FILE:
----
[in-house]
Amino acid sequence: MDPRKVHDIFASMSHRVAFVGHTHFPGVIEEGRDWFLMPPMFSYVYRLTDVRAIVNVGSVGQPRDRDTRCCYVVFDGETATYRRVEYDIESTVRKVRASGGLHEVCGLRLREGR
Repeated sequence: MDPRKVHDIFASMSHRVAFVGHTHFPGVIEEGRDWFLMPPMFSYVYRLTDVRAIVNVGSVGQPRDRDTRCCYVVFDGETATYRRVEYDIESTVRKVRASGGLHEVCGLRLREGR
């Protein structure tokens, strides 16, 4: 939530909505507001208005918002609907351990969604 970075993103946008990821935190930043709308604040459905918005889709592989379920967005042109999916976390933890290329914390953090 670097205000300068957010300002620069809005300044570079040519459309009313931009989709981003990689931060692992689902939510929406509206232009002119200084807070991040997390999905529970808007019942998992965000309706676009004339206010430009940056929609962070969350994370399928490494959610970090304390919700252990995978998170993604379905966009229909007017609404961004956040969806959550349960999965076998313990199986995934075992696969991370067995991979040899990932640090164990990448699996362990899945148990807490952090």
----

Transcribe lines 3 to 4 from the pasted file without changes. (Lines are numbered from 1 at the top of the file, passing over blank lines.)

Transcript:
Repeated sequence: MDPRKVHDIFASMSHRVAFVGHTHFPGVIEEGRDWFLMPPMFSYVYRLTDVRAIVNVGSVGQPRDRDTRCCYVVFDGETATYRRVEYDIESTVRKVRASGGLHEVCGLRLREGR
């Protein structure tokens, strides 16, 4: 939530909505507001208005918002609907351990969604 970075993103946008990821935190930043709308604040459905918005889709592989379920967005042109999916976390933890290329914390953090 670097205000300068957010300002620069809005300044570079040519459309009313931009989709981003990689931060692992689902939510929406509206232009002119200084807070991040997390999905529970808007019942998992965000309706676009004339206010430009940056929609962070969350994370399928490494959610970090304390919700252990995978998170993604379905966009229909007017609404961004956040969806959550349960999965076998313990199986995934075992696969991370067995991979040899990932640090164990990448699996362990899945148990807490952090």